Saturday, August 29, 2009

Black Rapid strap review

(all photos copyright Black Rapid Inc)

So, if you haven't been paying attention or have just joined the audience, Black Rapid held a contest recently where it asked users to make their own awesome straps. They promised the winner a brand new RS-5 strap. There were only a few entries into the contest so they decided that everybody was getting a strap. They gave me a "nod of the head" due to my innovative (and slightly ridiculous) storage/pocket system, and sent me the RS-5 (whereas I believe the rest of the participants received the RS-4).

I received my strap yesterday just in time to put it on and run out the door for a shoot of NAU's Women's Soccer team. Overall, I like it, but I'm going to discuss some of the pieces in detail below.

1) The magnets. I applaud Black Rapid for this. Shooting photojournalism, the goal is usually to be as quiet as possible. Rather than ripping Velcro all over the place (my cheap-o solution on my DIY strap), I simply pull on a part of the strap to get to whatever I need. The magnets are totally silent and strong enough to hold the pockets closed.

2) The pockets. There are a total of 3 pockets on the RS-5. The one on the exterior is clearly designed for a cell phone. My cell phone lives in a holster on my hip along with my knife, lenses and notepad, so I keep extra En-EL3 batteries in this pocket. If I had the En-EL4's, I'd keep one there as well.
The other two pockets are inside the strap. One runs the length of the strap and one is shorter due to the space needed for the cell phone pocket. They are kept hidden via the magnets mentioned above. One is mesh and clearly designed for memory cards. I carry 2 spare 4gb cards in the mesh pocket along with the R-Fastener that came with the strap. Because I use a monopod with some frequency these days, I keep my quick-release head on the camera and hook the strap to that. It works just as well as the R-Fastener, though it doesn't look nearly as pretty. The larger internal pocket is big enough to hold batteries, more memories cards, business cards and lens cloths. With nothing else in it, it is big enough to hold a granola bar. The zippers on these pockets are also fairly quiet when used quietly... O_o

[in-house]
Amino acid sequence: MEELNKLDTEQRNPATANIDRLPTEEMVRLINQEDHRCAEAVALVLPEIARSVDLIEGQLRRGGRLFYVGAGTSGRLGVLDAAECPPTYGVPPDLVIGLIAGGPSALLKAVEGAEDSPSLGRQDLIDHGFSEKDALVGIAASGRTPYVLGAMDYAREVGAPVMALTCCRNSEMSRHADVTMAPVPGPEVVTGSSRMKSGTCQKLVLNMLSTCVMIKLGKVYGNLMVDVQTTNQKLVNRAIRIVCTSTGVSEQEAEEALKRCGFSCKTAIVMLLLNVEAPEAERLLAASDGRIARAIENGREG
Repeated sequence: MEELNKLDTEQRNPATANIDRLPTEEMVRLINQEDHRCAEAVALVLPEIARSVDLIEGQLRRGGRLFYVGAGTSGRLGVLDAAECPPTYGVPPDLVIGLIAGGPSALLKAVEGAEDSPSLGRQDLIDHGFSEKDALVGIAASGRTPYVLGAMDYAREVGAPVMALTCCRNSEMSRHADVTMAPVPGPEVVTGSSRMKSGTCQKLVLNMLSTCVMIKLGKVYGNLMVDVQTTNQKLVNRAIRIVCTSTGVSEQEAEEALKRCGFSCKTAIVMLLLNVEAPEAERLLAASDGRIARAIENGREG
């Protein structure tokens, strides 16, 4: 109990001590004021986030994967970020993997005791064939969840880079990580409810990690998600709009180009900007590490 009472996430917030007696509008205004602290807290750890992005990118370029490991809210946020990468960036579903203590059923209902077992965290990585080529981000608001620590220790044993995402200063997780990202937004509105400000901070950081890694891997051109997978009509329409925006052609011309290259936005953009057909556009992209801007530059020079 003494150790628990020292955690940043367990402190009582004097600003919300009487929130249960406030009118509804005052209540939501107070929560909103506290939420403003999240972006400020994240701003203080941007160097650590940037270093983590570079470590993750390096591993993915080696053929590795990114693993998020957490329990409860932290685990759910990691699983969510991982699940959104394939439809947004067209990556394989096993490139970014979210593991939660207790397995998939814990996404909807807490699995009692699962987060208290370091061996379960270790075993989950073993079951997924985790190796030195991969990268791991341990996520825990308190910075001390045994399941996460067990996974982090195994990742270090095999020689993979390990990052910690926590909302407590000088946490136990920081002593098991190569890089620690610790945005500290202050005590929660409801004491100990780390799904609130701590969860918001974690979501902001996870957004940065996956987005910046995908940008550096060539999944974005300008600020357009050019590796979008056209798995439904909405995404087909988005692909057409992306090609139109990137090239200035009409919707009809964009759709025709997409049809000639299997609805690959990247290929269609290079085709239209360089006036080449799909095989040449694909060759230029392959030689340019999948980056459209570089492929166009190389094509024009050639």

3) Hardware. The end of the strap has a mini locking carabiner (side note: Blogger's spellchecker doesn't know how to spell carabiner). I find the locking part fairly superfluous; it gets in the way from quickly attaching and detaching the camera from the strap. Assuming the biner is unlocked, it is a very effective and easy system. It is small enough to attach to the ring on the bottom of a quick-release plate for a tripod/monopod head but it still feels beefy enough I'm not worried about my rig (regardless of size) falling off. The R-Fastener would be useful if I didn't have my quick-release plate and is definitely small enough to stay out of the way when shooting on the vertical grip (as I usually do).

My only real issue with the strap is:
The makeup of the part of the strap that rests on my shoulder. On the DIY strap I mailed Black Rapid today, the inside of the strap is a fairly sticky rubber that just doesn't move. This strap, especially when loaded with batteries and memory cards, has a tendency to sliiiiiiiiiide around on my shoulder. Granted, the reason the strap is made with the material it has is to make it "breathable." I'd much rather the strap stay put on my shoulder, but that might just be me.
It stays put fairly well when it has a camera w/ some weight attached to it... but when I take my camera off the strap and stick it on the monopod, I end up with the pocketed part of the strap hanging at my waist instead of staying put on my shoulder.

Other than that, the only thing I would add to this strap is a convenient place on the front to keep a pen or two. Overall, I like it and I will definitely be using it for the foreseeable future. It certainly feels more solidly constructed than the DIY strap I used for the past month!

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